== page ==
All authors agreed on each article’s focus and their respective categories. Charting tables were agreed on and trialled prior to conducting formal searches for this review, concentrating on recording and revealing injuries as would be the most likely focus for medical settings and that add credibility if a patient wishes to prosecute in future. They were further refined during the extraction process. Data were extracted by the lead author (LSS) from all articles by title, author and publication date. Data for medical investigation of NFS injuries were extracted focused on the type of study, sample size, method of investigation, referral, type of assessor, type of service, method of strangulation and injuries found/revealed. Documentation of injuries was extracted based on the article focus and type of documentation reported for NFS injuries. Medical evidence used in prosecution of NFS was extracted by article focus, jurisdiction, type of medical evidence used and any information regarding utility of evidence in court. Further information was extracted regarding expert testimony and is included in online supplemental material. Extracted data were organised into relevant thematic categories.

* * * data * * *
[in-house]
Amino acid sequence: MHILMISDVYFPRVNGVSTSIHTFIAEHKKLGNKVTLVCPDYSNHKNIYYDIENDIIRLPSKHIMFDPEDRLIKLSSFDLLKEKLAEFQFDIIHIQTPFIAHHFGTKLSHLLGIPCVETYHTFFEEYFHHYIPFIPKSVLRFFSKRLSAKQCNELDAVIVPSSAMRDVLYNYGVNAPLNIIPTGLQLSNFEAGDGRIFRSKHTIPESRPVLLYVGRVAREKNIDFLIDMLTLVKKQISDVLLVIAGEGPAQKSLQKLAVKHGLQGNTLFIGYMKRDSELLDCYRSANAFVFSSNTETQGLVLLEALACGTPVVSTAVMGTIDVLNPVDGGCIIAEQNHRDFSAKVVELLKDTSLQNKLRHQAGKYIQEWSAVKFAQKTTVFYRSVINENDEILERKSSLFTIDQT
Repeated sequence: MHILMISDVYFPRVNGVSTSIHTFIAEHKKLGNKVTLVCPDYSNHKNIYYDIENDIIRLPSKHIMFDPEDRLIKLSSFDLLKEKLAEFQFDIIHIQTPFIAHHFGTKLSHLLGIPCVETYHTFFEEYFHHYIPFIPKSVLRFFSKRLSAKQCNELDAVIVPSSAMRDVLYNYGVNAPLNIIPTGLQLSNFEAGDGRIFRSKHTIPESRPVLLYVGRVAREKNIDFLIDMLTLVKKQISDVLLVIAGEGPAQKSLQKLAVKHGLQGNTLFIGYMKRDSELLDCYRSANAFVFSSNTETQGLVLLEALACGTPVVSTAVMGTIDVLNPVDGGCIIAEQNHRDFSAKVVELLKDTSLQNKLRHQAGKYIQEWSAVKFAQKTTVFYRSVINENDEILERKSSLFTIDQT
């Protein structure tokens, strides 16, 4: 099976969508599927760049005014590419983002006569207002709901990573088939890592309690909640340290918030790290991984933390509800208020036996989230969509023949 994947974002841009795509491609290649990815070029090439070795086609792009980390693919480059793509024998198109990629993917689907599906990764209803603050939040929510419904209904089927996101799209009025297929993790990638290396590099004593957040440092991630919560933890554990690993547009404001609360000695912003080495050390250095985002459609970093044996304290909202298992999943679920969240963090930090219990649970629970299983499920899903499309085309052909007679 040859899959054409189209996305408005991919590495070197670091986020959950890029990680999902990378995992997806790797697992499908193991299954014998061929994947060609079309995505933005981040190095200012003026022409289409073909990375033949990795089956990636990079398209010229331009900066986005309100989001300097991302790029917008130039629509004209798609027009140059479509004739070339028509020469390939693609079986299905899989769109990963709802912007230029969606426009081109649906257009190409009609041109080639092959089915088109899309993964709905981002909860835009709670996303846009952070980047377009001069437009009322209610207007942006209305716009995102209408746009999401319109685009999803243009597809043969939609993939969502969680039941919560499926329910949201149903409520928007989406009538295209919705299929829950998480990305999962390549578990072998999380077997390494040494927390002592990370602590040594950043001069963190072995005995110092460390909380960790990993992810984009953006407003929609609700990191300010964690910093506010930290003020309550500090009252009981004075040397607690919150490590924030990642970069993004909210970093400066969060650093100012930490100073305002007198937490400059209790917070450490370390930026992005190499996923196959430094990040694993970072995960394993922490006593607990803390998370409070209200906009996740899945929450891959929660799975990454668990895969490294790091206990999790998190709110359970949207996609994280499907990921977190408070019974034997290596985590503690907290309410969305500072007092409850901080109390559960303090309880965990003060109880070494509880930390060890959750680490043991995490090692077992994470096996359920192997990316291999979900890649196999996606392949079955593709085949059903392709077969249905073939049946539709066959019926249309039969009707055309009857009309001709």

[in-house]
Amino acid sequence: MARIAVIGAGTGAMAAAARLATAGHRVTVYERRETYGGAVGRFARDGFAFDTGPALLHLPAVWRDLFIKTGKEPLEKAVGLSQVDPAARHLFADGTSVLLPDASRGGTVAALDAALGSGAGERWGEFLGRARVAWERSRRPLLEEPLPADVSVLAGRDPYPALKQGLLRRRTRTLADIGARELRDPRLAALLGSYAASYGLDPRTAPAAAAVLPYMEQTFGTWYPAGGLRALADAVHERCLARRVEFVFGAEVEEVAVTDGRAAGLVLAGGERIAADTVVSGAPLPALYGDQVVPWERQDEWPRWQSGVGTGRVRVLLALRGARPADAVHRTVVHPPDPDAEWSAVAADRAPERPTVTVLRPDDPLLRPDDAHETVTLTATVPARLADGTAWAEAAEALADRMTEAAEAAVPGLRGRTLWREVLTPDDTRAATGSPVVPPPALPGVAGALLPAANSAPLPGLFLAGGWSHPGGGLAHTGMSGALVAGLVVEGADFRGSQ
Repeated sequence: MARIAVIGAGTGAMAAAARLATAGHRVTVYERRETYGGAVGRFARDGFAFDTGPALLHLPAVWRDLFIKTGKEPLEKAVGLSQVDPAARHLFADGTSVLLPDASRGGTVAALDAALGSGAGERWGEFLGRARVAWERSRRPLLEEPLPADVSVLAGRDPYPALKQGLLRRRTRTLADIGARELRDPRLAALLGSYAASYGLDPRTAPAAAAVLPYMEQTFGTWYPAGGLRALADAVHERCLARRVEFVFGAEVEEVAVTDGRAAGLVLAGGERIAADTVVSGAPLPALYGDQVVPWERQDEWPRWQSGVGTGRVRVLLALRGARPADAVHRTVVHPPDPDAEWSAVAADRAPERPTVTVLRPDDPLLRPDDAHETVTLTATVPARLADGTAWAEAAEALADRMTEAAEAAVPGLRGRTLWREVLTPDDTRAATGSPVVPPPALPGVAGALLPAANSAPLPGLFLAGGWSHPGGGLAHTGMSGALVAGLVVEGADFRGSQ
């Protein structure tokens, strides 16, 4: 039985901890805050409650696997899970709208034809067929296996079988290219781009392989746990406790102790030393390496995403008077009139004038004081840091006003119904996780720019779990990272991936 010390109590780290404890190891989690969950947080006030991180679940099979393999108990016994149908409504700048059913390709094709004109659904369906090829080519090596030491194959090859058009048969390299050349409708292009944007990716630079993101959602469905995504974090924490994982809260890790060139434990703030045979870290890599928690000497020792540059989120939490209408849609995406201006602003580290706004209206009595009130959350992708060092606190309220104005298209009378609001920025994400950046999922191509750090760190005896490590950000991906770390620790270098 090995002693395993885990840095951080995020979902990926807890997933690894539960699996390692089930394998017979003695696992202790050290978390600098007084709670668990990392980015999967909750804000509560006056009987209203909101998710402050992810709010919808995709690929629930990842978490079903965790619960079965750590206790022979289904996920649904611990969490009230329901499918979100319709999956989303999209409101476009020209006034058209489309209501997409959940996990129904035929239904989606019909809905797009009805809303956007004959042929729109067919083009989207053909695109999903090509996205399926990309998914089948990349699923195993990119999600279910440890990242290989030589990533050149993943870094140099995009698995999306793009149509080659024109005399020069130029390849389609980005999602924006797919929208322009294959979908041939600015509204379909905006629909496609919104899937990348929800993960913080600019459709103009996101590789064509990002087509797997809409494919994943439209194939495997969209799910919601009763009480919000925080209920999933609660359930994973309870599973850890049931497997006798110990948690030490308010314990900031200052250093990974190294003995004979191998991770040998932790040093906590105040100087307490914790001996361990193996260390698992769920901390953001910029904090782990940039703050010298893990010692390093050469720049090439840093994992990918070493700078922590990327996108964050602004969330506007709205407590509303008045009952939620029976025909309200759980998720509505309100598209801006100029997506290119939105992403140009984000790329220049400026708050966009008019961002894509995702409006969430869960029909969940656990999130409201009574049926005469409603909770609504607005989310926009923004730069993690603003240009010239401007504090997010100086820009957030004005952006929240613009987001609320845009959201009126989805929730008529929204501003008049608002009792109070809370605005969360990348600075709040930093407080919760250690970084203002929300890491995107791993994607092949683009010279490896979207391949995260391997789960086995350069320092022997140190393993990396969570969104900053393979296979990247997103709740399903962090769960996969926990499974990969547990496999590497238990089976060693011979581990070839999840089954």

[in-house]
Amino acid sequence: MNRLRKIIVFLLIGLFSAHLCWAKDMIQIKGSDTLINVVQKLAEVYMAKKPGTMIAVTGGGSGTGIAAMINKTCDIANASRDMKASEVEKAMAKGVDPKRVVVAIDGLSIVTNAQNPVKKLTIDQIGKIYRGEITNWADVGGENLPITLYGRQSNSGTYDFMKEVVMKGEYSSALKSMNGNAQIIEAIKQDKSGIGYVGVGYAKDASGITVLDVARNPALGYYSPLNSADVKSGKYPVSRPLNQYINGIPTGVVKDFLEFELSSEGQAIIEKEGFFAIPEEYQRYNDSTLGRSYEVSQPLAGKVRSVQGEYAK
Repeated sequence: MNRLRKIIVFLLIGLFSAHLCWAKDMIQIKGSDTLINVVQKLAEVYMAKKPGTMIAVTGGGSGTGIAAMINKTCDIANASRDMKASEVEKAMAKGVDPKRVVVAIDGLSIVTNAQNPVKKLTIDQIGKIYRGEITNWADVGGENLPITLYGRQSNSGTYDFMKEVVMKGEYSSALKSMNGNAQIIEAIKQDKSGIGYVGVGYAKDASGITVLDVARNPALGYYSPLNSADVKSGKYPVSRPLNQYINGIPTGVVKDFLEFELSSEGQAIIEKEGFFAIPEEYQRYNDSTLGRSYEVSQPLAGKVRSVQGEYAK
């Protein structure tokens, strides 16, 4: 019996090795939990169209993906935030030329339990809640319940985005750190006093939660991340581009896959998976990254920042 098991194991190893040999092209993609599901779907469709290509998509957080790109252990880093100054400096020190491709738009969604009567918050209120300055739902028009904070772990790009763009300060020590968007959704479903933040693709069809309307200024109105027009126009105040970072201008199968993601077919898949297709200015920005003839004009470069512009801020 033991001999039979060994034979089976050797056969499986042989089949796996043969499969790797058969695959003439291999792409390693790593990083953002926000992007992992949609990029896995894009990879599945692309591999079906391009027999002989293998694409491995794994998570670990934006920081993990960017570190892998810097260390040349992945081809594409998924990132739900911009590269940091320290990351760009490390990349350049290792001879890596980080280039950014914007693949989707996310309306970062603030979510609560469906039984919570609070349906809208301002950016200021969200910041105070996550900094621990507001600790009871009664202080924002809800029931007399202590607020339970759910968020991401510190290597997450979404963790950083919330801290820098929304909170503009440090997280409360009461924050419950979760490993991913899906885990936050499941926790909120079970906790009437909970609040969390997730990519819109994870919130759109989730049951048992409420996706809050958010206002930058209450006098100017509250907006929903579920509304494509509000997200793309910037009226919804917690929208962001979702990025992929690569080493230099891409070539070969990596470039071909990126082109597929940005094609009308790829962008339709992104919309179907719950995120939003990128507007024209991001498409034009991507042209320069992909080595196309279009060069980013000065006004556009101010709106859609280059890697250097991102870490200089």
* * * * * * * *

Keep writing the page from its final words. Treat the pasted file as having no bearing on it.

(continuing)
Patient and public involvement

This research involves analysis of existing research and involves no patients or members of the public.


The final searches retrieved a total of 3312 articles across 11 databases. Following removal of duplicates, review of abstracts and full-text screening of likely eligible articles, 26 were found to meet the inclusion criteria (see figure 1). However, two articles were found to draw on the same sample, so only the most recent version was included.17 18 Thus, 25 articles were included in this review. Seven articles were related to medical assessment of injury from NFS, 8 articles for documentation of NFS and 12 articles regarding medical evidence in courts. Two articles were used in the review for both documentation of injuries and medical evidence in courts.19 20